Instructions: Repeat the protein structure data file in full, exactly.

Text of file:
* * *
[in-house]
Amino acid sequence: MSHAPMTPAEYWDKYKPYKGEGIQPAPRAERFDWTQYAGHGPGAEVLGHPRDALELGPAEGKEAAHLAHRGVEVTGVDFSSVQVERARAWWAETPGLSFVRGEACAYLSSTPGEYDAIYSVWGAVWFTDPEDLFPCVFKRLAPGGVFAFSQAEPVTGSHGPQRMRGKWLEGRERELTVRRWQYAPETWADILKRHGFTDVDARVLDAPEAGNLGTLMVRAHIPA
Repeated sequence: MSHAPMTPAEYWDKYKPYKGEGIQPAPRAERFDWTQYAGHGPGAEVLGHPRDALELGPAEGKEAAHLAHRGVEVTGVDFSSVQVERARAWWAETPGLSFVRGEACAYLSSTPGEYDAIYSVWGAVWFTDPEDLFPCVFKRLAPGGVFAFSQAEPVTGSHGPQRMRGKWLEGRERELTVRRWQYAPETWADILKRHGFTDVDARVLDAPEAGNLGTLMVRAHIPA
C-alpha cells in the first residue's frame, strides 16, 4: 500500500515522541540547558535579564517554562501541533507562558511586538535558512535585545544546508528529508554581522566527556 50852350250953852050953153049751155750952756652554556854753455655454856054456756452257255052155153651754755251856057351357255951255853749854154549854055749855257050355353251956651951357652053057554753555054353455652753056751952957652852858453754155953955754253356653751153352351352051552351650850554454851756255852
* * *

[in-house]
Amino acid sequence: MSHAPMTPAEYWDKYKPYKGEGIQPAPRAERFDWTQYAGHGPGAEVLGHPRDALELGPAEGKEAAHLAHRGVEVTGVDFSSVQVERARAWWAETPGLSFVRGEACAYLSSTPGEYDAIYSVWGAVWFTDPEDLFPCVFKRLAPGGVFAFSQAEPVTGSHGPQRMRGKWLEGRERELTVRRWQYAPETWADILKRHGFTDVDARVLDAPEAGNLGTLMVRAHIPA
Repeated sequence: MSHAPMTPAEYWDKYKPYKGEGIQPAPRAERFDWTQYAGHGPGAEVLGHPRDALELGPAEGKEAAHLAHRGVEVTGVDFSSVQVERARAWWAETPGLSFVRGEACAYLSSTPGEYDAIYSVWGAVWFTDPEDLFPCVFKRLAPGGVFAFSQAEPVTGSHGPQRMRGKWLEGRERELTVRRWQYAPETWADILKRHGFTDVDARVLDAPEAGNLGTLMVRAHIPA
C-alpha cells in the first residue's frame, strides 16, 4: 500500500515522541540547558535579564517554562501541533507562558511586538535558512535585545544546508528529508554581522566527556 50852350250953852050953153049751155750952756652554556854753455655454856054456756452257255052155153651754755251856057351357255951255853749854154549854055749855257050355353251956651951357652053057554753555054353455652753056751952957652852858453754155953955754253356653751153352351352051552351650850554454851756255852